New Internationalist

Liberia

Issue 245

new internationalist
issue 245 - July 1993

Country profile: Liberia

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Where is Liberia?   [image, unknown]
JAMES MILLER / CAMERA PRESS [image, unknown]
  JAMES MILLER / CAMERA PRESS [image, unknown]

Liberia today presents an image of anarchy and desolation. The way the country has fallen apart in the past three years is an object lesson in how bad governance can destroy a 150-year-old nation state.

The state of Liberia was created in 1847, although the idea was born in the US in the 1820s. It was a mixture of good intentions (of the anti-slavery lobby) and cynical realism (of plantation owners - the cotton gin had reduced the need for slaves) that encouraged resettlement of freed slaves in West Africa. Monrovia, the capital, was founded in the 1820s, named after the US President Monroe.

The Americo-Liberians, as they came to be called, found themselves playing the role of classic colonizers, going to war against the 'native' peoples to establish themselves and fight for survival. Over the years, however, they came increasingly to mix and intermarry. Monrovia is now a typically multi-ethnic West African city.

The bloody coup which brought Master Sergeant Samuel K Doe to power in April 1980 and ousted the autocratic regime of William Tubman was initially welcomed as a new dawn; the disillusionment was rapid. Doe ruthlessly killed his own colleagues, rigged the first universal suffrage elections and consolidated the power of his own people, the Krahn.

When rebellion started in December 1989 the country rallied to its banner. After the initial clashes and repression in Nimba County there was little resistance to the rebel advance, until they reached the outskirts of Monrovia. Due in part to the divisions in the rebel ranks there was a stalemate, an anarchic breakdown which led to the intervention by a West African peace-keeping force in August 1990. The ambush of Doe and his subsequent killing in September did nothing to resolve the situation - rebel leader Charles Taylor seemed to offer more of the same. Liberian democrats, who established the Interim Government under the umbrella of the Economic Community of West African States (ECOWAS: Ivory Coast, Gambia, Nigeria, Burkina Faso and Togo), found they had no sway outside Monrovia.

The stalemate of the past three years has meant there are still thousands of refugees in neighbouring countries as well as displaced persons within Liberia. ECOWAS has been reluctant to go beyond its mandate to monitor a ceasefire. Taylor's rule has survived through his exploitation of diamonds, timber and rubber in the lands under his control, which give him resources to purchase arms. He has also been sustained by Burkina Faso and the neighbouring Ivory Coast. Liberia has become a bone of contention in West African power rivalries. The situation threatens to contaminate the whole sub-region, giving a new and devastating irony to the old Americo-Liberian motto: 'a love of liberty brought us here'.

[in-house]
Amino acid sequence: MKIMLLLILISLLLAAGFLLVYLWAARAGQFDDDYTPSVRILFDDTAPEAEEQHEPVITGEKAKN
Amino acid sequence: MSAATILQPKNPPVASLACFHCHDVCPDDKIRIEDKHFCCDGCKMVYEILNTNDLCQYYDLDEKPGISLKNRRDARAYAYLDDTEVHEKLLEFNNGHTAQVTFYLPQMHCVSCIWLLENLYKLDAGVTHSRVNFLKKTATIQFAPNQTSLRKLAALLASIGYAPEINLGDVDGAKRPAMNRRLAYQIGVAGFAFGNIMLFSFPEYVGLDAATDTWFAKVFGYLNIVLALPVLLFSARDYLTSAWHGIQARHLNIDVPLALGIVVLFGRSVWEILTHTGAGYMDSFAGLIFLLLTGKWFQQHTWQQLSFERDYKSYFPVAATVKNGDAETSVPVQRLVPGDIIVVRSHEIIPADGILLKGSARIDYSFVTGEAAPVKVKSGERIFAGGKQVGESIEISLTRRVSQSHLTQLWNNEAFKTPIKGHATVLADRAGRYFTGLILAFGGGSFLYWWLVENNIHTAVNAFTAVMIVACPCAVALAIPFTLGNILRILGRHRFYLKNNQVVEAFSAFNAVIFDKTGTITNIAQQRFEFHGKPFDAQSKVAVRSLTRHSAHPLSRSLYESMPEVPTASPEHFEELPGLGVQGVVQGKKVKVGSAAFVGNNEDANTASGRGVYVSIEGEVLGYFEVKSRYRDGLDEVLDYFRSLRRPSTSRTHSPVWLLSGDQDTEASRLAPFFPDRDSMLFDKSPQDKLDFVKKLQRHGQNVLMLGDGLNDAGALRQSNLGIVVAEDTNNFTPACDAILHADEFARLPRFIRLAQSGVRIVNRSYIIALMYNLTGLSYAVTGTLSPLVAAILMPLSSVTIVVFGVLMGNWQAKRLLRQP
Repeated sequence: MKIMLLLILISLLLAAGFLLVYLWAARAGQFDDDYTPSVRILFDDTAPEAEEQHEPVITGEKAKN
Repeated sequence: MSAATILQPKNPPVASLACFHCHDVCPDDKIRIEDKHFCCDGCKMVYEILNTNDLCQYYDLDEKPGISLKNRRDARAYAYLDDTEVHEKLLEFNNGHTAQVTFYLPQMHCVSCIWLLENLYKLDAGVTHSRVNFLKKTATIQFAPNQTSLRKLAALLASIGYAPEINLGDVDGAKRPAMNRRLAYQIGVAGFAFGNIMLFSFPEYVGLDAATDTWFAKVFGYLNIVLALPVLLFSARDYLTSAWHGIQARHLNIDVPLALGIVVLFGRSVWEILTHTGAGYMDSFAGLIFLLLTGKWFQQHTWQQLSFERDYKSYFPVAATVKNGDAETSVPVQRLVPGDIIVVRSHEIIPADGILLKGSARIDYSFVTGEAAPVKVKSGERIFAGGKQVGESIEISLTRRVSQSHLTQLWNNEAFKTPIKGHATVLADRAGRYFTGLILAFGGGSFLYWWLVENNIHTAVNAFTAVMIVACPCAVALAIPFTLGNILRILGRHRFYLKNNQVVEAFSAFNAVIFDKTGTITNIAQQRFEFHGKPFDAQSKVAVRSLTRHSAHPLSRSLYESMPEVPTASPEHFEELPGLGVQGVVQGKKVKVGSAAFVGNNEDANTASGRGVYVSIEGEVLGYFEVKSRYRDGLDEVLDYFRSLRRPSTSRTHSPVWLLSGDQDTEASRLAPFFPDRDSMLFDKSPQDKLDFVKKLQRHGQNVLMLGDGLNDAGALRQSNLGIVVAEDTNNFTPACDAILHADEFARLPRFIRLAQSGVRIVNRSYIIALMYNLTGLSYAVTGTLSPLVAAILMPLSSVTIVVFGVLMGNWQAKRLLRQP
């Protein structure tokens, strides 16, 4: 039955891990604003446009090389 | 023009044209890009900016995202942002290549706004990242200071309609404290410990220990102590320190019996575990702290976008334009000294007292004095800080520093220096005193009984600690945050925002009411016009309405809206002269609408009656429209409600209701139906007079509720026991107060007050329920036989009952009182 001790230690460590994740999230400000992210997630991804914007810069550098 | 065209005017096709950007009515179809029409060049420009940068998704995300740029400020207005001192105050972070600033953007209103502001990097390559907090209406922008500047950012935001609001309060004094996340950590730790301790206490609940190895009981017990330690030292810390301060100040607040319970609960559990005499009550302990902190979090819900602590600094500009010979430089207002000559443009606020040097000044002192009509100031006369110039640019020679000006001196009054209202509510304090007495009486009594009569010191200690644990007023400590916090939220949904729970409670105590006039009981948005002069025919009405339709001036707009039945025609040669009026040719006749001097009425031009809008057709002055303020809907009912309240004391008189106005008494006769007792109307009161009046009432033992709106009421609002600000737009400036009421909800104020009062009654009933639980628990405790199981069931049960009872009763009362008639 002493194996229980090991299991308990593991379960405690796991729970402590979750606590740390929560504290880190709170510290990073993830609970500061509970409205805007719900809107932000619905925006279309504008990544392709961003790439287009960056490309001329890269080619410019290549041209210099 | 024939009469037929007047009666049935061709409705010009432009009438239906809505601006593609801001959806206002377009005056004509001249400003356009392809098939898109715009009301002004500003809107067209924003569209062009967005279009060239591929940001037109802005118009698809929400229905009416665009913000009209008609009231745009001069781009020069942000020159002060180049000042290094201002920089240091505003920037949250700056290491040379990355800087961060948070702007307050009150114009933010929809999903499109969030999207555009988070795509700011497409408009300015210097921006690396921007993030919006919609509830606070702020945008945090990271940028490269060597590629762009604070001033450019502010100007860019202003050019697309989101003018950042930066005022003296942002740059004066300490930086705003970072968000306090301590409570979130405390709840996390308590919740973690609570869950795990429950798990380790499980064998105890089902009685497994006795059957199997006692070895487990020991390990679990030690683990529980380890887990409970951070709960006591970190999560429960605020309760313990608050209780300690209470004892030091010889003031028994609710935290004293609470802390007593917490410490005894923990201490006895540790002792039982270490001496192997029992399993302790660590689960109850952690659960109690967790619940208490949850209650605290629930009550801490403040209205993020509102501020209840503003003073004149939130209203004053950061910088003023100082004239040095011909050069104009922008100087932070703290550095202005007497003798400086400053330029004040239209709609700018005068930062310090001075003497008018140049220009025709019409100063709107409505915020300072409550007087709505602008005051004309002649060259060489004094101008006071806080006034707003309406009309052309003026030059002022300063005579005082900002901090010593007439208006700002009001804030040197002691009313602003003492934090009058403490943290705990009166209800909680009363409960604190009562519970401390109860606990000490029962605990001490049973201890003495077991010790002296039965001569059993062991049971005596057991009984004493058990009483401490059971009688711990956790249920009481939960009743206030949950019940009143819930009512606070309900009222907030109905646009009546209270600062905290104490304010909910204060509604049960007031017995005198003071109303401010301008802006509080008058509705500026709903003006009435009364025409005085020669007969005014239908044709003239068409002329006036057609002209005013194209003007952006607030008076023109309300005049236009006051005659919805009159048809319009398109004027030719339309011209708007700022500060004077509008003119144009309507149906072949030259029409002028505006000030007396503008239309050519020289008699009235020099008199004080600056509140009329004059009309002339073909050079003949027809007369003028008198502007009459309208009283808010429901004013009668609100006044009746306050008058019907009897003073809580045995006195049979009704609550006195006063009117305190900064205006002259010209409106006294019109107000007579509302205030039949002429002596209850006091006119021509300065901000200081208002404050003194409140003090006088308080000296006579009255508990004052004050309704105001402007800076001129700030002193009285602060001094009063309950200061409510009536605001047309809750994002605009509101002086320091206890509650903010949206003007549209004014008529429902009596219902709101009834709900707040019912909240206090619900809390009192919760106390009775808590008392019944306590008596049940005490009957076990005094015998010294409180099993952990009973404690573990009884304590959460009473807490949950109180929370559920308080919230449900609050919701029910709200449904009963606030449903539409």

Kaye Whiteman

AT A GLANCE

LEADER: President Amos Sawyer of the Interim Government of National Unity: controls little outside Monrovia.

ECONOMY: GNP per capita of US $450 (US $21,790). Figure available is for 1988.
Monetary unit: Before 1985 Liberian dollar was equal to US dollar. Though still the notional official rate, the real exchange is 10 to 1.
Main exports: Iron ore, ships and boats, rubber, diamonds mostly from Taylor-held areas.

PEOPLE: 2.7 million. As many as 600,000 - 800,000 are refugees.

HEALTH: Life expectancy 55 years. Infant mortality 131 per 1,000 (US 9 per 1,000).

CULTURE: Before 1990 16 major tribal groups; 93 per cent of population indigenous. Five per cent descendants of American slaves, others include Lebanese and Asians who control commercial sector.
Religion: 75 per cent traditional/animist, 15 per cent Muslim, 10 per cent Christian.
Language: Official language English spoken mostly in cities: 20 African dialects used in rural areas.

Sources: Third World Guide 1993/94; State of the World's Children 1993.

Last profiled in March 1984.

 

STAR RATINGS

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INCOME DISTRIBUTION [image, unknown] [image, unknown]
Previously élite dominated by Americo-Liberians. Now hard to gauge.

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LITERACY [image, unknown] [image, unknown]
40% literate, schools mainly in cities.

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SELF-RELIANCE [image, unknown]
Even more dependent on US aid and foreign corporations.

1984 [image, unknown]

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FREEDOM [image, unknown]
Restricted by civil war, though interim government tries to maintain freedom in Monrovia.

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POSITION OF WOMEN [image, unknown] [image, unknown]
Strong tribal roles, active in agriculture; female circumcision widely practised.

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LIFE EXPECTANCY [image, unknown] [image, unknown]
55 years (US 76 years). Health services inadequate and now deteriorated.

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POLITICS

Politics now

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1984

Civil war

 

NI star rating

EXCELLENT
GOOD
FAIR
POOR
APPALLING
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